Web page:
Random Samples

Science  27 Jul 2007:
Vol. 317, Issue 5837, pp. 433
  1. NETWATCH: From Gene to Green

    It took a century to go from Mendel's plant-breeding experiments to the genetic code. The Molecular Genetics Explorer can help biology students make the same intellectual journey by connecting changes in an organism's DNA to alterations in its appearance.

    The free virtual lab comes from Brian White and Ethan Bolker of the University of Massachusetts, Boston. Students begin by setting up plant crosses and gene mutations to decipher the inheritance of color in fictional flowers. They then move to the protein level, tinkering with amino acid sequences to see how changes alter a protein's shape and the flower color it produces. The final exercises let users determine the consequences of manipulating DNA.

    intro.bio.umb.edu/MGX/

  2. Rocky Flats Reborn

    Rocky Flats before (top) and after. CREDIT: DEPARTMENT OF ENERGY

    After a decade of cleanup work by the U.S. Department of Energy at a cost of $7 billion, 1600 hectares of the Rocky Flats nuclear production site outside Denver, Colorado, will become a wildlife refuge boasting deer, elk, and prairie dogs, the government announced on 12 July. The site has been closed since 1989 after being used for almost 40 years by the government to build plutonium triggers for its nuclear weapons, in the process generating 12 tons of waste plutonium. The Environmental Protection Agency says Rocky Flats is now squeaky-clean, but LeRoy Moore of the Rocky Mountain Peace and Justice Center, in Boulder, Colorado, says people could absorb plutonium that has migrated into the newly opened areas.

  3. Art and Science: Memory Lane Bell

    Laboratories engineer Billy Klüver and contemporary art giant Robert Rauschenberg launched a decades-long partnership between artistic and scientific types in 1966 with 9 Evenings: Theater & Engineering, a series of performance art pieces in New York City. This month, the National Academies in Washington, D.C., showed the first of a new series of documentaries on the novel happenings.

    The film relives the first of the 1966 shows. Called Open Score, it included a tennis match in which radio transceivers in the rackets caused a gong to sound and lights to go out every time a ball was hit, until the court was in total darkness. The film also highlights some of the technical challenges for the Bell researchers involved, including obtaining an infrared camera for a ghostly dance in the darkness.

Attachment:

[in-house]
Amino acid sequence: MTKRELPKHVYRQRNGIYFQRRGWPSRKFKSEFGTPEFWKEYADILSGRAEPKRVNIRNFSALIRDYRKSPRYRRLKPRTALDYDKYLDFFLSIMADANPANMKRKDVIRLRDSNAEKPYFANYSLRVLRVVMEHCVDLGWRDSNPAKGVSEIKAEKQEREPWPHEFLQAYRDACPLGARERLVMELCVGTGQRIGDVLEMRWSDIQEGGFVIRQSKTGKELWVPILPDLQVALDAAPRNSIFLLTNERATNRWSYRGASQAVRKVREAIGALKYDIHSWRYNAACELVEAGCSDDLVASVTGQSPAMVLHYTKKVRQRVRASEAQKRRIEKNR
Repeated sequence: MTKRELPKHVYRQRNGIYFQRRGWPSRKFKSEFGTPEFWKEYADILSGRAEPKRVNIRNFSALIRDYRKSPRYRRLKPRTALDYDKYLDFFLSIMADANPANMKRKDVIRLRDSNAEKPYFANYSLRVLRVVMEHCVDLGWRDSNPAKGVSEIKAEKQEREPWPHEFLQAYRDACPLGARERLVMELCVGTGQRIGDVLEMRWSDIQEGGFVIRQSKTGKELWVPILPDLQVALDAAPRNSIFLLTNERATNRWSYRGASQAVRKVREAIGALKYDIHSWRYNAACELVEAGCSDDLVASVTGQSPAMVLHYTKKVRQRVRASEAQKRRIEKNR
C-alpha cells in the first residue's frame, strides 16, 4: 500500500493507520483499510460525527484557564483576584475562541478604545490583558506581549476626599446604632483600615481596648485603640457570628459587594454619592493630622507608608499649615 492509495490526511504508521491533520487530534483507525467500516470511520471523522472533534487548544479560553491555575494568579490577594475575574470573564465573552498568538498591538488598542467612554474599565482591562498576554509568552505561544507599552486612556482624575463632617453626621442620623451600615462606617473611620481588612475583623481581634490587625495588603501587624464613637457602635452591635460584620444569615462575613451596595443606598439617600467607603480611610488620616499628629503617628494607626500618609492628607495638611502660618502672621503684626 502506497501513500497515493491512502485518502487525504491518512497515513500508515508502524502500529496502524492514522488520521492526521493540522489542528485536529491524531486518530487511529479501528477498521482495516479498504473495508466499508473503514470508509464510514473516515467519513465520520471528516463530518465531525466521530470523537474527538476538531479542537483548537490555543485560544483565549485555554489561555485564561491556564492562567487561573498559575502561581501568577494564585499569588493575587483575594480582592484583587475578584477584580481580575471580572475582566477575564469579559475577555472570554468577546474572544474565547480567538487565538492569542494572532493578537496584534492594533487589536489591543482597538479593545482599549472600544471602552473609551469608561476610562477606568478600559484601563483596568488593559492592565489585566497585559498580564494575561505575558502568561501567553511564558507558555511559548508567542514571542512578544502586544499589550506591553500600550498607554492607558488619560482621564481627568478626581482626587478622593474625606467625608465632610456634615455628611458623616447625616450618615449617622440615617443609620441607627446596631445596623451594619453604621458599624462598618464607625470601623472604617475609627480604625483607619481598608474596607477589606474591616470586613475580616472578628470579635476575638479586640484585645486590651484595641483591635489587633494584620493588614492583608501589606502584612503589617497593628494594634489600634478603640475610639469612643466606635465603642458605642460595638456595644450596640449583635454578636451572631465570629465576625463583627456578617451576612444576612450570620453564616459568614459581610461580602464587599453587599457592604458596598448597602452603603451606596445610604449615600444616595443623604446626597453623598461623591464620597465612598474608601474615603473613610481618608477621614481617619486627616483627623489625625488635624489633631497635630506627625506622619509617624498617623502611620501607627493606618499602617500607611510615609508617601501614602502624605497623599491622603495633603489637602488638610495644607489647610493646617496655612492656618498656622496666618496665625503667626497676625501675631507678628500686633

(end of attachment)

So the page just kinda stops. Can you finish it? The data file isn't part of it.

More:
Eerie match. CREDIT: ESTATE OF PETER MOORE/LICENSED BY VAGA

    Retired Bell Laboratories technician Harold Hodges calls the work he and his colleagues did for 9 Evenings “more tinkering” than science. But the events led to the establishment of Experiments in Art and Technology, a worldwide collaboration that continued for decades, at its height claiming 4000 artist and engineer members. One was former Bell Laboratories electrical engineer Per Biorn, who says, “For some of us like me, it was like opening up a window to a whole new world.”

  4. Natural History in Berlin

    Allosaurus CREDIT: CAROLA RADKE/MUSEUM FÜR NATURKUNDE BERLIN

    The world's tallest dinosaur skeleton—13.27 meters from toe to head—is again causing visitors to crane their necks in the entry hall of Berlin's Museum für Naturkunde. Reopened after a 2-year renovation, the museum's new main exhibit, called Evolution in Action, draws from a collection of more than 30 million specimens. Located in the former East Berlin, the museum had not seen major renovations since a bomb destroyed one wing at the end of World War II (Science, 2 July 2004, p. 35). The dinosaurs have been remounted with outstretched tails, reflecting new calculations about their real-life postures, and each bone can now be removed separately for further study. Museum scientists will be more visible, giving regular tours and talks about their research.

    Evolution looks to be a hit in Berlin: Record crowds at the grand opening last week forced a temporary shutdown of the nearby subway station. And Germany's Federal Minister of Education and Research, Annette Schavan, announced her support for a funding boost, raising hopes that the museum will no longer have to scrape along on handouts from the chronically broke city.

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